Blanshard was born in Leeds in 1852, the son of the Rev. Richard Blanshard
of Lincoln College, Oxford. An ancestor of his was William Isaac Blanshard,
a barrister at law and an expert at taking notes in a shorthand he devised
himself, and published a book on it in 1779, though it never reached the
popularity of Pitman's method. He also helped defend Warren Hastings when
he was impeached in 1787 for corruption in his position as first Governor
General of India.
attended Clifton College and took a scholarship to Queen's College,
Oxford, and in 1874 took first class degrees in both Chemistry and
Physics, the first person at Oxford to do so. In 1880 he took up the study
of phonography, much like his forefather, William. He started the Oxford
School of Shorthand and tried to get the University authorities to take
the subject seriously, without any lasting success.
main occupation was teaching, natural science, shorthand and modern
languages being his forte. There was a Charles T. Blanshard listed as
headmaster of Calday Grange Grammar School, on the Wirral, between 1886 -
1891, which could be our subject - the name, initials, profession and
dates are exactly right, but there is, at present, no corroboration.
was a great traveller, having visited most countries of Europe, including
Scandinavia and Russia. Three of these trips he made in a canoe. He was
fond of mountaineering and cycling.
from his many writings on shorthand and articles on various scientific
topics, he published five books on chess, including a series entitled Chess
Master Play, which gave the best games played in international
tournaments between 1887 and 1896. There were also three small volumes
called Classified Chess Openings. These were later published in one
started a chess column in the Plymouth-based Western Daily Mercury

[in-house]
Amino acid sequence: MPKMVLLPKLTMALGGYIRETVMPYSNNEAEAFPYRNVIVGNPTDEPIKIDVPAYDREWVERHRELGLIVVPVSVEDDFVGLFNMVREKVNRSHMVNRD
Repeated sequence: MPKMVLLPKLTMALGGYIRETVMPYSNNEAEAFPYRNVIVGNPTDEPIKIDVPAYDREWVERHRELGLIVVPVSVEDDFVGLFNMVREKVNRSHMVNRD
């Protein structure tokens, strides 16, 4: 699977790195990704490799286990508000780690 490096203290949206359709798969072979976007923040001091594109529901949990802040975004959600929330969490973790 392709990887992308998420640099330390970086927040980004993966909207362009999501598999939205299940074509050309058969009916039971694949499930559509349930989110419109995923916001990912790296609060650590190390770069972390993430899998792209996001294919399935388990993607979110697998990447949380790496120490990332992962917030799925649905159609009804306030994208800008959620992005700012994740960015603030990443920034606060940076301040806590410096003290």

in August 1902, which he edited for a year, together with Philip Dancer,
General Secretary of the new Cornwall C.A., who contributed the Cornish
he was not among the strongest of Devon players at that time, is
illustrated by the fact that he lost to Mrs. Rhoda Bowles on Board 8 of
the North v South Devon match in 1902. But at the same event, he gave a
blindfold exhibition, conducting two Knight's Tours simultaneously, so
clearly possessed a considerable mental dexterity. In fact, the Knight's
Tour held a special fascination for him, as it did for several other
chess-playing mathematicians. H. E. Dudeney was a leading expert at the
time, but Blanshard, working independently, made several discoveries in
this field which he published in the Chess Amateur in August 1923
the Southern Union Congress in Plymouth in 1903, he played in the third
American Section, where he won but a solitary point out of seven, and that
was against a Miss Hunt from North Devon, who scored a complete blank.
Henry Bremridge came 1st= with 5˝.
Yet the fact that in the photograph below he was seated front
centre hints at the esteem in which he was held by his peers.
group from the Southern Union Congress at Goodbody's Café, Bedford
Street, Plymouth, September 1903.
row: G. E. H. Bellingham, A. Clark.
(l - r): C. J. Lambert (Exeter); Rhoda Annie Bowles (born in Dawlish); R.
F. B. Jones; C. T. Blanshard (Totnes); Rev. W. C. Palmer; Mrs
Joughin; F. W. Forrest.
E. D. Fawcett; Thomas Taylor (Plymouth); A. Emery; Henry L. Bowles; W. P.
Weekes; C. F. Lewis; Rev. J. F. Welsh; C. F. Cooper.
row: F. J. Welsh; J. A. Parry; W. P. MacBean; W. H. Watts; A. Axtell.
the Devon Association was founded in October 1901, Blanshard was on the
committee, and he founded the Totnes club at this time. It is not clear
whether he stayed in Devon throughout the remaining 23 years of his life.
He certainly played postal chess for the county during this period, and as
late as 1922 was paying an annual fee of 52p to be one of the
Association's 28 Vice Presidents, but was not listed among the membership
of any Devon club. So perhaps he was living a distance away in his later
years, but maintaining contacts.
the DCCA's A.G.M. in October 1924, the General Secretary, George W.
Cutler, reported on the
passing, that year, of a great swathe of Pioneers, including Carslake
Winter-Wood and his sister, Mrs. W. J. Baird, the Secretary of the Totnes
Club, the "genial and much loved J. Darley Dingle", and followed
by "Mr. C. T. Blanshard, who was playing for Devon in a
correspondence match at the time of his death, and whose name and
connection with Devon Chess from the foundation of Association will be
familiar to very many of you".
been so active at the time of Devon's Chess "Big Bang" (1901
-02) Charles Blanshard was indeed a true Pioneer.
Knight's Tour Notes by George Jelliss.
Website: Calday Grange Grammar School, The Wirrall.